Sometimes I think marriage between people as different as we are is a slow wearing off of each other’s sharper edges. 


And that’s when you get to the good stuff.

Friday, May 27, 2016

Potty Talk


Photo © Ichtor | Dreamstime Stock Photos

 Most of us are painfully aware of the nastiness found in public bathrooms. 

But we wash our hands! Of course we do! 

But what about the 36% of Americans who don’t? And sometimes it’s worse than that. In a study at the Atlanta Braves stadium, only one-third of the men washed their hands. Only one in three! (See ABC news story for all the nasty details about hand-washing.) And it’s not like people don’t know better. Lots of people don’t wash, but lie about it. (See story: Ten percent are lying

I picked up a nasty infection a few years back so I’m even more of a nut about washing my hands (or using hand sanitizer) after potty breaks, when coming home from being out in the world, after touching a menu, before preparing food, in the middle of preparing food, after I accidentally touch my face or hair while I’m preparing food… You get my drift. 

In public restrooms, I wash and dry my hands—of course I do! Then I face that door. The door that 36% of the users opened with their nasty potty hands. 

Some public bathrooms offer trash cans at the exit so you can open the door with a paper towel and then toss it. But some provide automatic dryers—so then what do you do?

Some smarty-pants establishments sought to solve this problem by installing push-open doors without handles. That 36% of the people before you touch with their nasty hands.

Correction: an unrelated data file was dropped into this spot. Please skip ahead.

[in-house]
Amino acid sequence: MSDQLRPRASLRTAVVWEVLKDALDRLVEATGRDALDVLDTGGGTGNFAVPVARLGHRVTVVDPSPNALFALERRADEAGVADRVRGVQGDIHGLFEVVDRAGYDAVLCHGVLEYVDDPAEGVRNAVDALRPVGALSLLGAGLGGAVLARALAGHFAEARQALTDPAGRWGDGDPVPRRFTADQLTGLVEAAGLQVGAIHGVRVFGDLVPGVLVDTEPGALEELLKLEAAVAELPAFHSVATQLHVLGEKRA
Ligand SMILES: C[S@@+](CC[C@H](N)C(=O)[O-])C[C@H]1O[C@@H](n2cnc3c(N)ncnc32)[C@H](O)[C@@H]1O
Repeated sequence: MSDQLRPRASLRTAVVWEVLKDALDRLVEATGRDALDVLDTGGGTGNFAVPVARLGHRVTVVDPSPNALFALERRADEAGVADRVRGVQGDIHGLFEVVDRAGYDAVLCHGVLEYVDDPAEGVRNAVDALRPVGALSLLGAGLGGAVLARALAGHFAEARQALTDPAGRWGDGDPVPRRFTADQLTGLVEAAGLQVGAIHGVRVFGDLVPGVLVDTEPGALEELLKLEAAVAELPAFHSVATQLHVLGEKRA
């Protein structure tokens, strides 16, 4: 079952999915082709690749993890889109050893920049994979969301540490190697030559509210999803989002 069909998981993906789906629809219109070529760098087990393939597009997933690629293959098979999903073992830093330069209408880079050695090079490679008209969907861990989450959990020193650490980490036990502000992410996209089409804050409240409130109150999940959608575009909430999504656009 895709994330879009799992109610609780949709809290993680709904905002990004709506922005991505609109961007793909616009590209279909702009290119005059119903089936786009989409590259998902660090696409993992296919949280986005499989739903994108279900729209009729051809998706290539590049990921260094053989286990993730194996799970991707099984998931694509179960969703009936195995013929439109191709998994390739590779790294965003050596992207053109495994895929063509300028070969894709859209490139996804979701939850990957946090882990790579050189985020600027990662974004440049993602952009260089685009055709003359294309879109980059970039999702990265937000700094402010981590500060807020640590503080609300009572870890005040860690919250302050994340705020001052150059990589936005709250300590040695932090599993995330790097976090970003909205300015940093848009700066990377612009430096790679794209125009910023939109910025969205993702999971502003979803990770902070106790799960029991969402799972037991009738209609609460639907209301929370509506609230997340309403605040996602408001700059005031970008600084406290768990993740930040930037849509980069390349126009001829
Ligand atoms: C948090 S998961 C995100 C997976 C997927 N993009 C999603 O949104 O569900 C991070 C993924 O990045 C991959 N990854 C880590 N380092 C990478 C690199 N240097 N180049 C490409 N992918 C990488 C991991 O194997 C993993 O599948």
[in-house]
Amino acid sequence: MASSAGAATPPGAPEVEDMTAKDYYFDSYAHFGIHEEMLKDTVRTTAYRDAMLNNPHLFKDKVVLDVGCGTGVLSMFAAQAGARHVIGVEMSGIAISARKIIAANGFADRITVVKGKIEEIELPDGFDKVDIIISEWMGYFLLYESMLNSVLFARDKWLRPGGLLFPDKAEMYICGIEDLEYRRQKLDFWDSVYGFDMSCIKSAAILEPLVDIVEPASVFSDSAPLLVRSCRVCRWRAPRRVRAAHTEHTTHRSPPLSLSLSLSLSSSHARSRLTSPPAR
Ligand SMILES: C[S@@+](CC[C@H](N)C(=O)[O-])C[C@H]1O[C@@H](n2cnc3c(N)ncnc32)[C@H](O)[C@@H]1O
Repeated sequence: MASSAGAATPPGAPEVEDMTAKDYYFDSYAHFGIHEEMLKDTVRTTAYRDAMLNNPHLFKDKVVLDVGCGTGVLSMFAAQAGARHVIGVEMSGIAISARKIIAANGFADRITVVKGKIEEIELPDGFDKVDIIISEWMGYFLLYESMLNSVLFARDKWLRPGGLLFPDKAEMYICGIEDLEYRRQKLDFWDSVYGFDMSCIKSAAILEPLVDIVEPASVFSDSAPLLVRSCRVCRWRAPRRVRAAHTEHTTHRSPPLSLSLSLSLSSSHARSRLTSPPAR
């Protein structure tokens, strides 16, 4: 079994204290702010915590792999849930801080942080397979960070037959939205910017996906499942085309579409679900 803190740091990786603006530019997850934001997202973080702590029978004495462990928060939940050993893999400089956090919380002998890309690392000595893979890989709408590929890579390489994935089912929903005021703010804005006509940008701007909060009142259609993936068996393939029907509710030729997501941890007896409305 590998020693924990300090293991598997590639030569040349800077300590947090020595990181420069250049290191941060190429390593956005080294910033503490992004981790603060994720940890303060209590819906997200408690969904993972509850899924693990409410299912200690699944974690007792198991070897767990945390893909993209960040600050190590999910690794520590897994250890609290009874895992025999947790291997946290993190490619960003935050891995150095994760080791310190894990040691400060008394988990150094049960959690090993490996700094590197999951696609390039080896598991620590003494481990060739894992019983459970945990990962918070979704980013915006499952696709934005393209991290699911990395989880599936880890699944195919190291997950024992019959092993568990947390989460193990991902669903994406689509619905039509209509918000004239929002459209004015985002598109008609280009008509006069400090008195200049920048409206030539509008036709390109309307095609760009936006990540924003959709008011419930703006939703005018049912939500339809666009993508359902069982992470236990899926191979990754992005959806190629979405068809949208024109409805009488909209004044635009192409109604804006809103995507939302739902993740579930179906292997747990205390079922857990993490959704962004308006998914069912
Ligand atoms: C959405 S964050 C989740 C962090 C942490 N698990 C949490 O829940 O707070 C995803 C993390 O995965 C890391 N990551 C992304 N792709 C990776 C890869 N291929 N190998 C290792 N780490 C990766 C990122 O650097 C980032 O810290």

What does germ-phobic me do? I shove the door open with my arm. And then I have arm cooties. 

I can’t win.

So if you’re part of the 36% who doesn’t wash your hands, or the 10% or more who are downright liars, I don’t actually wish a nasty e-coli infection on you. 

But it would be potty justice.

Wednesday, May 18, 2016

Cowboy Arms


Photo courtesy of Dreamstime.com

I have old-person arms. 

I spent two months repeatedly lifting my mom during her final illness, developing impressive biceps and ropy blue veins on the backs of my arms like a cowboy. Every time somebody wants my blood and struggles with my rolling, collapsing, needle-shy veins, I point out the huge, raised veins. They look, comment on the ones that run across my hand instead of lengthwise with the finger bones (I guess that’s weird), and stab me in a pink, fleshy-looking spot again. 

There are so many other old-age signs to worry about—Nana flab under my arms, teeth and crowns snapping off like limbs in a windstorm, my father’s under-eye bags—that veiny arms are minor. But I seldom see the underarm flab or the bags under my eyes. I notice those ropy arms every time I open a door or put my hands on a keyboard. I assumed they’d fade when I no longer lifted 135 pounds multiple times a day.

I assumed wrong.

It’s okay, though. I’ve realized that those veins are evidence that I pushed myself beyond my usual limits to take care of Mom. 

Evidence of love.